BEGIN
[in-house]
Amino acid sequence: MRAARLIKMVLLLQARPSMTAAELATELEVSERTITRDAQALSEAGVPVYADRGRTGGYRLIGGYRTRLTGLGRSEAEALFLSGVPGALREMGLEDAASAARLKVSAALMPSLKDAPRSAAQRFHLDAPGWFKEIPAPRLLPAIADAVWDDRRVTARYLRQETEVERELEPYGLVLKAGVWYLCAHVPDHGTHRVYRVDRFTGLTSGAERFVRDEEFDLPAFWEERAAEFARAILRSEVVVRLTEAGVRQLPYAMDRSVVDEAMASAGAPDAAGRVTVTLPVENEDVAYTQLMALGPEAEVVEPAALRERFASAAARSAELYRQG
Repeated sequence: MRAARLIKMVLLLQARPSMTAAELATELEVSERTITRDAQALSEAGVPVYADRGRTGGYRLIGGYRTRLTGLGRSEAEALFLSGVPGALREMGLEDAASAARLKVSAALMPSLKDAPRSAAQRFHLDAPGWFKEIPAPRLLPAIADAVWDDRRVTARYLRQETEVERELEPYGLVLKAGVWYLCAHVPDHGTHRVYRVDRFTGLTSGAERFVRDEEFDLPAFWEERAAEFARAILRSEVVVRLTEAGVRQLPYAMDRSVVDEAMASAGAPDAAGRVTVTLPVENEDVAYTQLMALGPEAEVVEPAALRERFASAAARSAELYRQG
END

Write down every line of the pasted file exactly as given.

[in-house]
Amino acid sequence: MRAARLIKMVLLLQARPSMTAAELATELEVSERTITRDAQALSEAGVPVYADRGRTGGYRLIGGYRTRLTGLGRSEAEALFLSGVPGALREMGLEDAASAARLKVSAALMPSLKDAPRSAAQRFHLDAPGWFKEIPAPRLLPAIADAVWDDRRVTARYLRQETEVERELEPYGLVLKAGVWYLCAHVPDHGTHRVYRVDRFTGLTSGAERFVRDEEFDLPAFWEERAAEFARAILRSEVVVRLTEAGVRQLPYAMDRSVVDEAMASAGAPDAAGRVTVTLPVENEDVAYTQLMALGPEAEVVEPAALRERFASAAARSAELYRQG
Repeated sequence: MRAARLIKMVLLLQARPSMTAAELATELEVSERTITRDAQALSEAGVPVYADRGRTGGYRLIGGYRTRLTGLGRSEAEALFLSGVPGALREMGLEDAASAARLKVSAALMPSLKDAPRSAAQRFHLDAPGWFKEIPAPRLLPAIADAVWDDRRVTARYLRQETEVERELEPYGLVLKAGVWYLCAHVPDHGTHRVYRVDRFTGLTSGAERFVRDEEFDLPAFWEERAAEFARAILRSEVVVRLTEAGVRQLPYAMDRSVVDEAMASAGAPDAAGRVTVTLPVENEDVAYTQLMALGPEAEVVEPAALRERFASAAARSAELYRQG